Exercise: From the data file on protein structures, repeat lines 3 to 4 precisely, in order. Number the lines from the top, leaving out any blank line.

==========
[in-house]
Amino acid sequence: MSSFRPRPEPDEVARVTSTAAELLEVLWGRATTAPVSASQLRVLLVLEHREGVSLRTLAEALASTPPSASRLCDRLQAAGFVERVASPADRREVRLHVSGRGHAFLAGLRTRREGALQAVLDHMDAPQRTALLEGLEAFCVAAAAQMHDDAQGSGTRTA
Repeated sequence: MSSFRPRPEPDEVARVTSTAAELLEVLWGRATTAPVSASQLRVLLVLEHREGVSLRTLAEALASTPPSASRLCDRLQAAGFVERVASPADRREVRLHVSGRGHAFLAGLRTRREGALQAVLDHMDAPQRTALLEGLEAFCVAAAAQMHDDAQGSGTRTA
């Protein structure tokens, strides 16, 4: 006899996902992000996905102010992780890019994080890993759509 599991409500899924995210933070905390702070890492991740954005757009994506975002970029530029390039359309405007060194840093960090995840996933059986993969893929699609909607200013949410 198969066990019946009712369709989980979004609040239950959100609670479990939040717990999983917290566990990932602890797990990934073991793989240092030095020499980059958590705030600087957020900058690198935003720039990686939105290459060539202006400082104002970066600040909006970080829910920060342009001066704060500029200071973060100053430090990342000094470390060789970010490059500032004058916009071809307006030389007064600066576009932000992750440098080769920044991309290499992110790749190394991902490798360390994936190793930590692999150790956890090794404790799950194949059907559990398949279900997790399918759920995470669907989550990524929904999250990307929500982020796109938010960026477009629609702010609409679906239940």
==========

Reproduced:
Repeated sequence: MSSFRPRPEPDEVARVTSTAAELLEVLWGRATTAPVSASQLRVLLVLEHREGVSLRTLAEALASTPPSASRLCDRLQAAGFVERVASPADRREVRLHVSGRGHAFLAGLRTRREGALQAVLDHMDAPQRTALLEGLEAFCVAAAAQMHDDAQGSGTRTA
């Protein structure tokens, strides 16, 4: 006899996902992000996905102010992780890019994080890993759509 599991409500899924995210933070905390702070890492991740954005757009994506975002970029530029390039359309405007060194840093960090995840996933059986993969893929699609909607200013949410 198969066990019946009712369709989980979004609040239950959100609670479990939040717990999983917290566990990932602890797990990934073991793989240092030095020499980059958590705030600087957020900058690198935003720039990686939105290459060539202006400082104002970066600040909006970080829910920060342009001066704060500029200071973060100053430090990342000094470390060789970010490059500032004058916009071809307006030389007064600066576009932000992750440098080769920044991309290499992110790749190394991902490798360390994936190793930590692999150790956890090794404790799950194949059907559990398949279900997790399918759920995470669907989550990524929904999250990307929500982020796109938010960026477009629609702010609409679906239940």